Eco Funerals in New Zealand
Our own funeral marks the end of our call on the earth’s resources and, just as in life, involves some choices which can impact, to a greater or lesser degree, on the environment. These choices include whether to embalm, the type of casket to use, and burial or cremation.
Many people today are becoming aware of how they impact on the environment; this has led to more people wanting to make considered choices when they die. Some may choose to have a ‘Natural Burial’ in the purest sense of the word, others want to personalise their funerals and yet still consider the environment.
We hope this section will explain options available to you and give you information that will ensure your choices are well informed. We hope that you will then be able to make your decisions while considering the impact on the environment.
The burial process uses a plot of land which may be of varying sizes. To minimize the amount of land used, all cemeteries will allow you to bury 2 people into the same plot, in some cemeteries you will be allowed to bury 3 people in the same plot. This occurs by burying the first person at the deepest depth, the second burial is middle depth, and the third person will be placed on top.
Graves are labelled by temporary grave markers and are prescribed by council bylaws; these will normally be placed on the grave until a more permanent monument is organised. The permanent monument is also prescribed by local authority bylaws which generally state that they are to be made of Granite, Marble or Bronze.
If you wish to be buried, you should consider how you can lessen the impact of this piece of land on the environment. This may be to have a double or triple depth plot, or a natural burial plot if it is available in your area.
The cremation process requires combustion provided by an electric arc over natural gas. Fans are used to ensure that oxygen is fed into the unit at the correct rate to ensure efficient burning takes place. The process takes approximately 3 hours and only one person is cremated at a time. As each cremation is completed, heat is retained in the bricks of the cremator. Therefore, the more cremations that take place in a day, the more efficient the cremator becomes.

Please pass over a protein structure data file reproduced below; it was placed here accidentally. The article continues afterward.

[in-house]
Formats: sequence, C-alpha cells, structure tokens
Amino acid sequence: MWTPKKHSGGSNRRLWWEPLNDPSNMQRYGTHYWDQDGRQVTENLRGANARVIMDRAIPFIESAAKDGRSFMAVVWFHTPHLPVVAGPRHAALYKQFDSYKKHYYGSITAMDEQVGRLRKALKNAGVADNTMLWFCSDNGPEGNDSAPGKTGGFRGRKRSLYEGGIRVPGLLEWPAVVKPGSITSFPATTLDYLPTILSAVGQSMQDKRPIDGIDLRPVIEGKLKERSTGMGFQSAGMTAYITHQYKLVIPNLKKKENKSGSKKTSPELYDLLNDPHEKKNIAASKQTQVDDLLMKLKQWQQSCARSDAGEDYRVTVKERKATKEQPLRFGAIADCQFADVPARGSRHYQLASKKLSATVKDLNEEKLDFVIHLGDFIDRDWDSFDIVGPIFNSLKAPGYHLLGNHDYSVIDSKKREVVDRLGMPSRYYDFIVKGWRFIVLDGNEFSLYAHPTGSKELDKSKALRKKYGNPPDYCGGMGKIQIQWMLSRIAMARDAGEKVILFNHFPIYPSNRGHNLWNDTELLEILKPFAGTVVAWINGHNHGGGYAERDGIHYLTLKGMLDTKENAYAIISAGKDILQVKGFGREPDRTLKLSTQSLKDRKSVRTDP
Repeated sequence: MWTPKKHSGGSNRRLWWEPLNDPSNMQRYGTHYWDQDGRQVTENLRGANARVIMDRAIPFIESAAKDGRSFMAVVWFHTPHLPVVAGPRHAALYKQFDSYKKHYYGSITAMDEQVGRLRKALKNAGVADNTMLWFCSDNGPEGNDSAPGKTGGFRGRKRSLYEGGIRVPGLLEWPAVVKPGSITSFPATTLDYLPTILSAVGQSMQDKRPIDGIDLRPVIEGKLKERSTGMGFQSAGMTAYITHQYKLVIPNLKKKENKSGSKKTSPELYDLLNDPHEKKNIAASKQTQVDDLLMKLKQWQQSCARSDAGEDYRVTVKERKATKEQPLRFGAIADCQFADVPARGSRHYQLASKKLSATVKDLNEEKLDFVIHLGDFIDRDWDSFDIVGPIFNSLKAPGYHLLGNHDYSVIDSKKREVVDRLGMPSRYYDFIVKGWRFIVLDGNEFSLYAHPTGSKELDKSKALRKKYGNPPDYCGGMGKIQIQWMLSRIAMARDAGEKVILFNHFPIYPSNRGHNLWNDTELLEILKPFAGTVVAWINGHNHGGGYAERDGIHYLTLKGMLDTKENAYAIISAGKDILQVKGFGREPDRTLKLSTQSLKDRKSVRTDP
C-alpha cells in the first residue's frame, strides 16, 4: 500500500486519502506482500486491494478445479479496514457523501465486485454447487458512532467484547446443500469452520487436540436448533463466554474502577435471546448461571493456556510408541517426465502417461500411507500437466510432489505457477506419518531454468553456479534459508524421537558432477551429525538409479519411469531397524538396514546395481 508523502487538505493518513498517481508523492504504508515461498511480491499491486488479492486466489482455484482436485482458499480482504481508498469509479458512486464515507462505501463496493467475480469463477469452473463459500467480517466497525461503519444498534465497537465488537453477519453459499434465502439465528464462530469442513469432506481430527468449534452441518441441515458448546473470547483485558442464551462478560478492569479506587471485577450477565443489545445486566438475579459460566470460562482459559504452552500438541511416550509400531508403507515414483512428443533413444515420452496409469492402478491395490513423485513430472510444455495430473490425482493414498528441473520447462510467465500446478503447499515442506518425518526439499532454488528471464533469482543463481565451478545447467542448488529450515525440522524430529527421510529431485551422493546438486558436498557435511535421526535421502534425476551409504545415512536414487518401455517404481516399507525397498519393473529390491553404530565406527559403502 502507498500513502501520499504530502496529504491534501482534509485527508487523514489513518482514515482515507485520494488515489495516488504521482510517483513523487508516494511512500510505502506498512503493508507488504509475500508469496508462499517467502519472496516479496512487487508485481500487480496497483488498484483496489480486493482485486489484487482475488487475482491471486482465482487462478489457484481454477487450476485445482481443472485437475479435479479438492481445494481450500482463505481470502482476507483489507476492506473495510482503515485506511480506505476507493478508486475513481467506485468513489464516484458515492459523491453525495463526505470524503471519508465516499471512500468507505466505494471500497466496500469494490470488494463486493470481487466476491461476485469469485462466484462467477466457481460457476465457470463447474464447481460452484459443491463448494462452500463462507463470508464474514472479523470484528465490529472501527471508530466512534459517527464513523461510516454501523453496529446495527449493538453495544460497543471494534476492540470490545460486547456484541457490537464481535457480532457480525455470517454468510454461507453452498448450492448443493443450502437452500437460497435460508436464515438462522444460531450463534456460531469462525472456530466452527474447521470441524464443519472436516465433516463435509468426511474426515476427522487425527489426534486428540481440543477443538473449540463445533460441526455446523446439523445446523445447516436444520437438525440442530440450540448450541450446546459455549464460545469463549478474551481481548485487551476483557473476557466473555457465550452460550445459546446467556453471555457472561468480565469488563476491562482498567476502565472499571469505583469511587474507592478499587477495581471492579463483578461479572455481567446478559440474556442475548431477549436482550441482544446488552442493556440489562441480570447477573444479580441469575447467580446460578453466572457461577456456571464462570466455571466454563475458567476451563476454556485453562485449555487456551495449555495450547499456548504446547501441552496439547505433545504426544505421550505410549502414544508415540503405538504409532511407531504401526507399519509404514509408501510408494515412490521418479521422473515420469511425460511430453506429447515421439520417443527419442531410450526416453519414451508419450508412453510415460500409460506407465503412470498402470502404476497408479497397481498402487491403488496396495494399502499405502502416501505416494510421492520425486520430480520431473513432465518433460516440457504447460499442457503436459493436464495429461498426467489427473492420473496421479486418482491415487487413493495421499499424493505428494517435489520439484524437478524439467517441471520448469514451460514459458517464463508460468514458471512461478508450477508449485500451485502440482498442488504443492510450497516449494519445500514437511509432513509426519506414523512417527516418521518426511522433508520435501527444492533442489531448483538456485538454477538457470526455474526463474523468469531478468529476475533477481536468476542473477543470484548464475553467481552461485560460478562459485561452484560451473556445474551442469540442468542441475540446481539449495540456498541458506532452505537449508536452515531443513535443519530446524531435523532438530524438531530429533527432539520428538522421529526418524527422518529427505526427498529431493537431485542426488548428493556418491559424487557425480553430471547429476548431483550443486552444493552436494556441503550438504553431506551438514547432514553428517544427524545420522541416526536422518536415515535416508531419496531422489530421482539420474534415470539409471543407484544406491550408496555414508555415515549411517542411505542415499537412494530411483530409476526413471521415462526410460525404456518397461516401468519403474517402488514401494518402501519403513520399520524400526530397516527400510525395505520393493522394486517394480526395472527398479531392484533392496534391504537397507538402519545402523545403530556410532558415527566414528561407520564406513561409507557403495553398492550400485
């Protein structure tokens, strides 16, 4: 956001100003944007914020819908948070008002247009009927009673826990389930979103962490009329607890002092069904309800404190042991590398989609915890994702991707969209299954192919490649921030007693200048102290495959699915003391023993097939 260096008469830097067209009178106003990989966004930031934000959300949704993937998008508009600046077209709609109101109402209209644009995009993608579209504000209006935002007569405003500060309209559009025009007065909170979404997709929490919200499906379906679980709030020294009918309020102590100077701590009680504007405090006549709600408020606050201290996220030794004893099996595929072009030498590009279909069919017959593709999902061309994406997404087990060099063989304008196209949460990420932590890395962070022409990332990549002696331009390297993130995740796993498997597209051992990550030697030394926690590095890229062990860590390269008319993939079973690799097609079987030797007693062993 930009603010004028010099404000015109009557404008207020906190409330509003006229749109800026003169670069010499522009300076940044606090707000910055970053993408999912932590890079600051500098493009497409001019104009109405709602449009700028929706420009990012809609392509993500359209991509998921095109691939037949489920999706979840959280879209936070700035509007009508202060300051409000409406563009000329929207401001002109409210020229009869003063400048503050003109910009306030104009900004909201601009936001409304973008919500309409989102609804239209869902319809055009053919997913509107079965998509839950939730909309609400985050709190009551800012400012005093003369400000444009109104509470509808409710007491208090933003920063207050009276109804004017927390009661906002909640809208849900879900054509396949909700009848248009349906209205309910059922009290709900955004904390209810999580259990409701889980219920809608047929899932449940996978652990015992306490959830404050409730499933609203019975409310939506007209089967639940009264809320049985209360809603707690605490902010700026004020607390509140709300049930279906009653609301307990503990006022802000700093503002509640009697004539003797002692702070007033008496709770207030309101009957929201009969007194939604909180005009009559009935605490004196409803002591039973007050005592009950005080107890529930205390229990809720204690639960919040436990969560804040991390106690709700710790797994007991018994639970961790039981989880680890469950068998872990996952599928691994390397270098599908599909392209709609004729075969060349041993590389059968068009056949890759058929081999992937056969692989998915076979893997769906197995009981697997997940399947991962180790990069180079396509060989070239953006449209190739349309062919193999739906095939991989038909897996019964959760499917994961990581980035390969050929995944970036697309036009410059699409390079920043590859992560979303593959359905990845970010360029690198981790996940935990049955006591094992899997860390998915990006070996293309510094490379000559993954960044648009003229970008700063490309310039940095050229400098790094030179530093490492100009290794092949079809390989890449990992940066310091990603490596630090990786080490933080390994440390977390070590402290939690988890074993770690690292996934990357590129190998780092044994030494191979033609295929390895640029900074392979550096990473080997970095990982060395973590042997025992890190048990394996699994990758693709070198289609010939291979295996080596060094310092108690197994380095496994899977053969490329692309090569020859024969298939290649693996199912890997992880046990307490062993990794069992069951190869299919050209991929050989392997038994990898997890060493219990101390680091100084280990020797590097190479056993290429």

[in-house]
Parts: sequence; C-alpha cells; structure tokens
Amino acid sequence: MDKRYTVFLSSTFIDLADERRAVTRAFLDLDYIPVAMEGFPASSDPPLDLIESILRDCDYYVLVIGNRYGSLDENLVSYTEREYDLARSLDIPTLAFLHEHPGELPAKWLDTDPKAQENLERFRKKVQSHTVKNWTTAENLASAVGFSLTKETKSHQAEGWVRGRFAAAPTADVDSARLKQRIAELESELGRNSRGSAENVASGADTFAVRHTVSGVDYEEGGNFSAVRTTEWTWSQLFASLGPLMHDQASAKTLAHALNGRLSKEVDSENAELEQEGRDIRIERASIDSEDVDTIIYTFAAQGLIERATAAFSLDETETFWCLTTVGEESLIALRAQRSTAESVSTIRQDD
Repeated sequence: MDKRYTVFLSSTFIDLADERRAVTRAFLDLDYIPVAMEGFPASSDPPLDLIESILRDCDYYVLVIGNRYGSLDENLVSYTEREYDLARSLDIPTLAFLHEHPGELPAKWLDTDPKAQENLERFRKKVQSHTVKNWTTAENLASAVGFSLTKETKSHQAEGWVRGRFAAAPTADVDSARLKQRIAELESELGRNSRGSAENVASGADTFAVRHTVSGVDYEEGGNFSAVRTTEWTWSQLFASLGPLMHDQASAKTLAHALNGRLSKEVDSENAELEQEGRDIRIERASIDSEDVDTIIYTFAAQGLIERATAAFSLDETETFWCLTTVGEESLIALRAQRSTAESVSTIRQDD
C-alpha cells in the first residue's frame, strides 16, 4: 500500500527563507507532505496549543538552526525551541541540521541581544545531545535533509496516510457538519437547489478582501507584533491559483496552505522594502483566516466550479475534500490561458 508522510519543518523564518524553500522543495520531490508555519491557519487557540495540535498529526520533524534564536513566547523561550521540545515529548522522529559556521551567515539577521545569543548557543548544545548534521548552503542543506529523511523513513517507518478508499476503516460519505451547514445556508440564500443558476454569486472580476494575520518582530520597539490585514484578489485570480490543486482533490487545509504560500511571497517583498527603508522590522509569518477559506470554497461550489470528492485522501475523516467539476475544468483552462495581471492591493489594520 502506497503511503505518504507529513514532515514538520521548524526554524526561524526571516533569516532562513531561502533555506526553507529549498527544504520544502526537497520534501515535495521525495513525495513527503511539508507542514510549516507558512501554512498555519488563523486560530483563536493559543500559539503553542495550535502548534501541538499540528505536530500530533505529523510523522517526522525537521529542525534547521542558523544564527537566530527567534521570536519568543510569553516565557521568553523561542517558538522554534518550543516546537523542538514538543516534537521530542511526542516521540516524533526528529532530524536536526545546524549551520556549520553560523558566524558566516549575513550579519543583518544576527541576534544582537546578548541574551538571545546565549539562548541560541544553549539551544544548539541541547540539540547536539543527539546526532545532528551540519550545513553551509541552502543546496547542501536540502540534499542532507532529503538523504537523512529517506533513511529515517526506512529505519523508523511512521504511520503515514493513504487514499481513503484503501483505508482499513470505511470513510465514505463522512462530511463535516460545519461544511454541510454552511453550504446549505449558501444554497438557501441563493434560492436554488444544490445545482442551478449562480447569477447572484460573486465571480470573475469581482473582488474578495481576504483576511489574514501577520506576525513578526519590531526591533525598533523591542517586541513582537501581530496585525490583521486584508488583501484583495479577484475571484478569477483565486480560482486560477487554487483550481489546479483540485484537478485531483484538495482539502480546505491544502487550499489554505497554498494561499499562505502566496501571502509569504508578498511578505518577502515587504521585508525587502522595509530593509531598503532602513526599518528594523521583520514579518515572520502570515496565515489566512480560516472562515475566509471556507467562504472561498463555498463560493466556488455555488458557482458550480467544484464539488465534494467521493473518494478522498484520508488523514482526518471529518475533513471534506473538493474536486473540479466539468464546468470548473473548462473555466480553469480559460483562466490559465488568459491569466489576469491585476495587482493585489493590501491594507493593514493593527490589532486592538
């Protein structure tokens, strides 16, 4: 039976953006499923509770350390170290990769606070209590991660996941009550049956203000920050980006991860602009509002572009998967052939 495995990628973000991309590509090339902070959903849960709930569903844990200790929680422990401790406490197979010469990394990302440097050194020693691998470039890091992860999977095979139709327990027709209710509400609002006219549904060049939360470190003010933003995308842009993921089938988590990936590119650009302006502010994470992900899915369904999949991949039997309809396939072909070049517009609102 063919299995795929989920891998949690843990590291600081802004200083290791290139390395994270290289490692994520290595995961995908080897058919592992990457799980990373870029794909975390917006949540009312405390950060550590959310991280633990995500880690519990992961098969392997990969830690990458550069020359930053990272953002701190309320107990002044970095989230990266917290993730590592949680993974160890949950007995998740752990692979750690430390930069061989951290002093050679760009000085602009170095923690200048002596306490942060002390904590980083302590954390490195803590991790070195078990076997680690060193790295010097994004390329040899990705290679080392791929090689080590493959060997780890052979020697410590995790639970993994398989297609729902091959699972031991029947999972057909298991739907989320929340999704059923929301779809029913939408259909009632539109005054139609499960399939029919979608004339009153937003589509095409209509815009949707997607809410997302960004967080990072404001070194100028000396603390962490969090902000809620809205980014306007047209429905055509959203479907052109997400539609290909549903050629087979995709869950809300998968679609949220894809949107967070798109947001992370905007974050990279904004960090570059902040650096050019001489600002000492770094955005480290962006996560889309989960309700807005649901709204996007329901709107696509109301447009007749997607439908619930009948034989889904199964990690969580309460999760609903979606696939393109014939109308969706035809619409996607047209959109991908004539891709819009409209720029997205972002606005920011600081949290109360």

Modern crematoriums and cremators use better technology than their predecessors. The cremator technology of a modern crematorium ensures all exhaust gasses are re-ignited to ensure that the discharges to the atmosphere are kept to a minimum. You may wish to check that the crematorium that you are using is not one which emits smoke on combustion. This is a clear sign that it is using old technology. Crematoriums should operate with no odour, no smoke, and no noise emitted to the environment around it.
All embalming chemicals are completely destroyed by the cremation process. No plastics are cremated so pollutant emissions are kept to a minimum, whether you choose an eco-friendly funeral option or not. The modern cremator is cleaner burning than most wood burners operating in domestic homes.
Cremation does use scarce energy resources (natural gas) and contributes to the production of greenhouse gases. However modern, properly operated crematoria do minimize this impact.
Ashes will be returned to you in an urn; most urns are made of natural pine plywood or plastic. You may however request that the ashes be returned in a Radiata Pine Urn or a cardboard box wrapped in recycled paper.
Other urns are available, these are made of metal, resin products, customwood with vinyl veneer, or solid wood.